Mind publish report to help mental health commissioners improve crisis care services

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Mind have published a number of resources aimed at improving mental health crisis care, which they say is ‘under-resourced, understaffed and overstreched’.

The charity have used Freedom of Information requests to obtain data from mental health trusts, have conducted a survey of nearly 1,000 patients and are also involved in a research project with colleges from University College London.

This work highlights the following areas of concern:

  • Services are understaffed: Four in ten mental health trusts (41%) have staffing levels well below established benchmarks.
  • People are not getting the help they need: There is huge variation in the numbers of people accessing crisis care services and one in five people (18%) who came into contact with NHS services in crisis was not assessed at all. Only 14% of people said that, overall, they felt they had all the support they needed when in crisis.
  • People aren’t assessed quickly enough: Only a third (33%) of respondents who came into contact with NHS services when in crisis were assessed within four hours, as recommended by the National Institute for Health and Clinical Excellence (NICE).
  • Services are not available all the time: One in ten (10%) crisis teams still fails to operate 24-hour, seven-day-a-week services, despite recommendations by NICE.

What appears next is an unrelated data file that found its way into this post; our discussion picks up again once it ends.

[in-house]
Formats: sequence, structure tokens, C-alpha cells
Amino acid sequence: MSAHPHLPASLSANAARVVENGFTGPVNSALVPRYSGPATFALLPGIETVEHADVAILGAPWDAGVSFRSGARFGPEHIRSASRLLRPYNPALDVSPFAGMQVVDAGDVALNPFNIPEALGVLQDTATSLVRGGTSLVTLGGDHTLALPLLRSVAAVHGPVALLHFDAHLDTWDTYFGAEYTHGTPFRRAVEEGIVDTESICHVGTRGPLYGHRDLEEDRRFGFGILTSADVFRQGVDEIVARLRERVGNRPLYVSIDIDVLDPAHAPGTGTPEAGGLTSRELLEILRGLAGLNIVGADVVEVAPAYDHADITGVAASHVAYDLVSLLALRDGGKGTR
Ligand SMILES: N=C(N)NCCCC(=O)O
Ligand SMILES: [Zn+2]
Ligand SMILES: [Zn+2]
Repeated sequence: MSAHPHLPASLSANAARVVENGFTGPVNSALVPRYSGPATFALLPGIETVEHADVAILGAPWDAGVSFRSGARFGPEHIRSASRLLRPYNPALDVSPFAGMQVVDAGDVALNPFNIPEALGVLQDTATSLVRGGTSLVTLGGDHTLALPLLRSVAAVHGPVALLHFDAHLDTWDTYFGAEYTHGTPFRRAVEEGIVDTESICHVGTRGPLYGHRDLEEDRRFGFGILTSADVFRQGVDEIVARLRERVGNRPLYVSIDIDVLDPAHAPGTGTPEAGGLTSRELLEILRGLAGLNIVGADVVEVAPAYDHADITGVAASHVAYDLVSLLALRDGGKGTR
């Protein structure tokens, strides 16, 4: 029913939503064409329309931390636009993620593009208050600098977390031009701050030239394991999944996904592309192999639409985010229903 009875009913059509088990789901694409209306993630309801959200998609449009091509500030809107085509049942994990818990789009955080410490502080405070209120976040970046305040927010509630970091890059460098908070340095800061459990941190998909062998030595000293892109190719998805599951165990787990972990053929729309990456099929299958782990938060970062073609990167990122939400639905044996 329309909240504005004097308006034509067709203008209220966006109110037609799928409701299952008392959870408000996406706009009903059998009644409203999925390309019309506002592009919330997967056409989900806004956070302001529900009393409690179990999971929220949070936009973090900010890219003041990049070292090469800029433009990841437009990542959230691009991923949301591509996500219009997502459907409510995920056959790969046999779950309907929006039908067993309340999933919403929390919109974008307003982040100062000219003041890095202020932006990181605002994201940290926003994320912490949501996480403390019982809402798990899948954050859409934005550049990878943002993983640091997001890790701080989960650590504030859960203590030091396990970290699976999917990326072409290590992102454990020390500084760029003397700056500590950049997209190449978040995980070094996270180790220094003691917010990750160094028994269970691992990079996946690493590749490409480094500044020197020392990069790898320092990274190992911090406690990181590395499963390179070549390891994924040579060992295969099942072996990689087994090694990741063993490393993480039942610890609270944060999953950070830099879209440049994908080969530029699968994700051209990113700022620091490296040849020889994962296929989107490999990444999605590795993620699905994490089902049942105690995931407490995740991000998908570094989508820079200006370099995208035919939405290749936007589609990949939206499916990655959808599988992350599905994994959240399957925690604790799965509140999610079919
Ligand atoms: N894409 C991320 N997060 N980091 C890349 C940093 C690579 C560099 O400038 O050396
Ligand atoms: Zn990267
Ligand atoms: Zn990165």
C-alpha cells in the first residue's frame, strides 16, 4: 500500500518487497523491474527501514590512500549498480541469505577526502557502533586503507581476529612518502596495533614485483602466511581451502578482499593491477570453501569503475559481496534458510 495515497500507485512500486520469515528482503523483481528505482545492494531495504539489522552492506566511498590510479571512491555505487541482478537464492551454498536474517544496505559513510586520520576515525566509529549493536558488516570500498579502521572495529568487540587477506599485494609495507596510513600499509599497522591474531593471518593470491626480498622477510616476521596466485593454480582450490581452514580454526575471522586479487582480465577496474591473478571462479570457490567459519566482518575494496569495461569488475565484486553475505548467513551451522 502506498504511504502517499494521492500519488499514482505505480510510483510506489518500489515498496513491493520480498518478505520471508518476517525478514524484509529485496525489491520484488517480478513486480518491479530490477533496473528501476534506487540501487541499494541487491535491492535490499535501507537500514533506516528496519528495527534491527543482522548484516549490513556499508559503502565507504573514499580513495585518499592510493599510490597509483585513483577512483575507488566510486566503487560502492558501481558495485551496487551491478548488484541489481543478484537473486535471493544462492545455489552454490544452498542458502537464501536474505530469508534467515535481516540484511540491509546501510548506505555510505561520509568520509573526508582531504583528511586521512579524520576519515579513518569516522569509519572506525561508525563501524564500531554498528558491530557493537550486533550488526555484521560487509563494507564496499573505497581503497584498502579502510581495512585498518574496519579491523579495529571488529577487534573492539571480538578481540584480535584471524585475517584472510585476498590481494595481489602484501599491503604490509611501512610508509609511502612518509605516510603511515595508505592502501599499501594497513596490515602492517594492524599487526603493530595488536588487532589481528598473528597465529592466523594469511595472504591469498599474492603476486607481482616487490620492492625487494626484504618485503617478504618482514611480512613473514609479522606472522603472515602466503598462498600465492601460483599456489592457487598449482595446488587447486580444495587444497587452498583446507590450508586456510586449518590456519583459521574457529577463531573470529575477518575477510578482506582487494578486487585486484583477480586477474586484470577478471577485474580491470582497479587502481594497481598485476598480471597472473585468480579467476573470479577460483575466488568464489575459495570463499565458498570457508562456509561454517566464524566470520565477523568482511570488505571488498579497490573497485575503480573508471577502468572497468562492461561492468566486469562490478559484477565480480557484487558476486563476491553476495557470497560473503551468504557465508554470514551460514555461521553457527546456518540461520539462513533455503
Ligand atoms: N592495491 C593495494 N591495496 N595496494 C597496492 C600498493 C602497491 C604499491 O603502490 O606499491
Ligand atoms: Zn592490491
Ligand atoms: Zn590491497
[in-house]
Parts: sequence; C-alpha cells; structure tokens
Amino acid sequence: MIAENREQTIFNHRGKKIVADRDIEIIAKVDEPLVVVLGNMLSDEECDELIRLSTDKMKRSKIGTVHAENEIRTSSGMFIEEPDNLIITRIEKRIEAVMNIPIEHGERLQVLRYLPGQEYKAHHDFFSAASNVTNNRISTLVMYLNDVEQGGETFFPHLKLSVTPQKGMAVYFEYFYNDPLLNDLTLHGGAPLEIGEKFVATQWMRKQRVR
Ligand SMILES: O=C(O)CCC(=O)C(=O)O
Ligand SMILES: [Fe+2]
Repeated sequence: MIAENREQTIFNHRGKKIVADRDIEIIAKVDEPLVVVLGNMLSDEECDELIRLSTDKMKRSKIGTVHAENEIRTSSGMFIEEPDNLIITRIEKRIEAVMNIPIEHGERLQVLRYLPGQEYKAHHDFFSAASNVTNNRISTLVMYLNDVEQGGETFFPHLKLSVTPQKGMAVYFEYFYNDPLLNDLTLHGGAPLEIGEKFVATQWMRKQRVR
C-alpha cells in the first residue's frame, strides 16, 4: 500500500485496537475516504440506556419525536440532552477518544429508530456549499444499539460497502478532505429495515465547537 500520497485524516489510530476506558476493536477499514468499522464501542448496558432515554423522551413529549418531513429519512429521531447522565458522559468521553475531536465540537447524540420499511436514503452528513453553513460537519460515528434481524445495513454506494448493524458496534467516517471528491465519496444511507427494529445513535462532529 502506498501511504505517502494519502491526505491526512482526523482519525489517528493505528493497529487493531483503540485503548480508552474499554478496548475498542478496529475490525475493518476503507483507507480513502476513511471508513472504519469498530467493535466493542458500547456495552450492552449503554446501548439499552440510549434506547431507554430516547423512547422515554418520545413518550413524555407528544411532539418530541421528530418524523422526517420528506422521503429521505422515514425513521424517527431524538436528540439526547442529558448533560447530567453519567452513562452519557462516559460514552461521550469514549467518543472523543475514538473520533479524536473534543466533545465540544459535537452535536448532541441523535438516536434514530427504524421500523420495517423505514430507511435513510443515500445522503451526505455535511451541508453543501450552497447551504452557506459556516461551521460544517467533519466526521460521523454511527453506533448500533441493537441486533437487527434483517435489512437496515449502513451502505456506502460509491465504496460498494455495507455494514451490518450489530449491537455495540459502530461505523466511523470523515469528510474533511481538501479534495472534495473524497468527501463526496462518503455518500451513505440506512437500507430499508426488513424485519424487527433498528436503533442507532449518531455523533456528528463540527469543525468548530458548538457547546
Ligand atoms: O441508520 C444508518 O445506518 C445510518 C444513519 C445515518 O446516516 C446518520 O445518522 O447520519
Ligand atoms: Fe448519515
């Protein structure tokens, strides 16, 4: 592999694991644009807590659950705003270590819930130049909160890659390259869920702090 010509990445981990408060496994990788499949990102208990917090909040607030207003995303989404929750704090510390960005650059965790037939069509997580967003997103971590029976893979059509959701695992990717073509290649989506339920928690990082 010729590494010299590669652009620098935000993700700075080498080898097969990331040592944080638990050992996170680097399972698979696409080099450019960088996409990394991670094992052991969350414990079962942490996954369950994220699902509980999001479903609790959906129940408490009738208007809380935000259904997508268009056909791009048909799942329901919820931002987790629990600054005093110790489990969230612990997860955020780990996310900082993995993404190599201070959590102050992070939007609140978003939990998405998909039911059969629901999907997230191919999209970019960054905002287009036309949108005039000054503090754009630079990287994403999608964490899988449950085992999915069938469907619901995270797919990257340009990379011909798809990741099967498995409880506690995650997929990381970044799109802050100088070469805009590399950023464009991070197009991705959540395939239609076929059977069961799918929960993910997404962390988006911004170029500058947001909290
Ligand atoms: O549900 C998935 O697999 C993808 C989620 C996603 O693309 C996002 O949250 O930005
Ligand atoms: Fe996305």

• People cannot contact crisis teams directly: Only half (56%) of crisis teams accept self-referrals from known services users and just one in five (21%) from service users that aren’t already known to them. This is despite NICE guidance that crisis teams should offer self-referral as an alternative to emergency services.
  • There is a lack of respect and dignity: Less than a third (29%) said they felt all staff treated them with respect and dignity.

Mind have published a briefing aimed specifically at Clinical Commissioning Groups (CCGs), in the hope that the new commissioners of mental health services can take these messages on board and act to improve the provision of crisis care services in future.

The report says that it is more important than ever that CCGs commission acute and crisis care that:

  • Is humane, compassionate and respectful
  • Is easily accessible for people in crisis
  • Has enough skilled staff to provide a timely, effective and sensitive response
  • Offers a level and mix of services that meet the crisis needs of all the communities in the local population
  • Works to prevent mental health problems developing or worsening and to promote recovery in collaboration with the wider system of mental health care services

Paul Farmer, Chief Executive of Mind, said:

The NHS Mandate, released earlier this month, sends a strong message that mental health is a priority and should be put on a par with physical health in the NHS. As the structure of the NHS changes and commissioning power transfers to Clinical Commissioning Groups, there is a real opportunity to assess local crisis care services and make sure a range of good quality services are put in place. We want CCGs to use the data we are releasing today to inform how they can commission a service that addresses the needs of people in crisis.

You can follow the Crisis Care campaign discussion on Twitter at #crisiscare.

Links

Mental health crisis care: commissioning excellence. A briefing for Clinical Commissioning Groups (PDF). Mind, 28 November 2012.

What’s crisis care like in your area? (postcode search) Mind, November 2012.

Crisis care in numbers (FOI data and UCL preliminary findings). Mind, November 2012.

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